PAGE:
The Naya Institute, under the auspices of Madu Nataraj, has redesigned its courses for online education
As a participant in a dance rehearsal program at the New Delhi American Arts Festival, Madhu Natraj was asked to show his fingers in a variety of ways. Impressed by the young girl’s impact, the counselor said, “If your thumb is used to describe three joints, think of the unlimited range of movements and movements you can create using all the muscles and joints. This is the power of dance. ”For someone who did not want to pursue a professional dance, these words had a profound effect on her, and she found Mado called in the performing arts.
The daughter of renowned Katak dancer and musician Maya Rao left the classroom and completed a concert to dance to her dance, eventually becoming the head of the Nata Katak and Chorography Institute, which her mother started with Kamaldivi Chattopadhai. In 1964, Delhi was relocated to Bengalguur on the orders of the late Karnataka Prime Minister Ramakrishna Hegde. Later, Madu launched the STEM (Space, Time, Energy, Motion) Dance Campni to focus on contemporary music. I combined martial arts and yoga with Katata. A.D. After completing my first job in 1995, I always work with other subjects, such as sculpture, painting, and theater, to provide a healthy experience for the audience.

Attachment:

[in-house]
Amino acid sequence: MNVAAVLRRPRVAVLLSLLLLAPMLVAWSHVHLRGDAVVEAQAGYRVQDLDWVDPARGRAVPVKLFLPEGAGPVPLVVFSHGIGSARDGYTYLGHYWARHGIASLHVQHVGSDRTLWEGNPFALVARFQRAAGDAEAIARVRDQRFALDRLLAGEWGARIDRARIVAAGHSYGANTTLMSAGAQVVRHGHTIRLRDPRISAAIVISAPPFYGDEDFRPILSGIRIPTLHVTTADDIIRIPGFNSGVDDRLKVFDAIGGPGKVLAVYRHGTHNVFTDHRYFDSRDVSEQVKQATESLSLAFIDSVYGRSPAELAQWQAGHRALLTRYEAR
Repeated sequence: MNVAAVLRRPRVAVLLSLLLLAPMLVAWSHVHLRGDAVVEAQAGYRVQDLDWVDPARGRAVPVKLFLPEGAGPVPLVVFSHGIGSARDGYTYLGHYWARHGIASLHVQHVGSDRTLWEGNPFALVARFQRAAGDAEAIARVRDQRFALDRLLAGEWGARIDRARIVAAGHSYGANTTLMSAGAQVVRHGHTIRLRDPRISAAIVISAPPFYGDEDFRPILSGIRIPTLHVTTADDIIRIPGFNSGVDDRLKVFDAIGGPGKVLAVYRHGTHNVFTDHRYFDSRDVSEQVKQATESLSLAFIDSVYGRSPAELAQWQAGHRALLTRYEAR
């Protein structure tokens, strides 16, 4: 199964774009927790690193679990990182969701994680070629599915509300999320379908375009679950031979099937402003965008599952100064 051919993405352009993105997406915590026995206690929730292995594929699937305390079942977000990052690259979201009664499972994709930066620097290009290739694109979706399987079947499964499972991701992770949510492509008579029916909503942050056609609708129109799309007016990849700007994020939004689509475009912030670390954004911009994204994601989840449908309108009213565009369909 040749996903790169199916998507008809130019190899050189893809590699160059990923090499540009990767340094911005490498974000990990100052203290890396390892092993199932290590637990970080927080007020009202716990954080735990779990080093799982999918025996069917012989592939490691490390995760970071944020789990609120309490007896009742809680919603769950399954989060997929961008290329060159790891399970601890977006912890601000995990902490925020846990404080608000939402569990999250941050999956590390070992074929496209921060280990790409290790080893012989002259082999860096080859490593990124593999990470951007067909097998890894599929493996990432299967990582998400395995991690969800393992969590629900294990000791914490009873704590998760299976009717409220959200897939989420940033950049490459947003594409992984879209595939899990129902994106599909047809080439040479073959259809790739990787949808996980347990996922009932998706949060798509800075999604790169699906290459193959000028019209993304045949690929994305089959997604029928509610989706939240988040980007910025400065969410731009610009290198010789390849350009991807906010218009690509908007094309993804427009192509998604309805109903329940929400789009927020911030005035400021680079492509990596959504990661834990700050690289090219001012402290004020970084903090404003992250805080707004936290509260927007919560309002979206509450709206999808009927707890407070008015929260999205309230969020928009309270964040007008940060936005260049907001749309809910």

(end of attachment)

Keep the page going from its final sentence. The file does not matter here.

Nata Institute introduces students to choreography beauty through some specially designed courses. Due to the epidemic, the courses are online and cover a wide range of subjects including Indian beauty and art history, Natashastra and choreography history, movement analysis, cultural anthropology, stage lighting, collection design, costumes and more. “The goal is to develop a holistic view,” Madu said.
“We had to reorganize the courses to teach online. We started two new courses – a diploma in crayography and a diploma in skill – certified by Joox and Jane University. Designed as a counseling program, 12 students from around the world were selected and trained for one year. The first group of students is about to graduate, ”Madu said.
In May 2020, Dr. Maya Rao Katak and the Choriography Conference began. “It was done in practice. Instead of 400 people in attendance, we had about 30,000 views. This is the destination of the digital platform, but we must be careful not to undermine it. The biggest challenge since the outbreak began was to support ourselves financially.
The institute currently operates in three areas – creating new contemporary jobs, training young dancers, and reaching out to rural areas through the arts. “Last year we raised funds to support more than 100 cultural artists,” Madu said.
When a dancer tries to return to the dance floor, she says she will never forget her mother’s words. “Ask yourself if you can afford creative success over money,” she said. If so, go ahead and fulfill your dreams.
The author is based in Chennai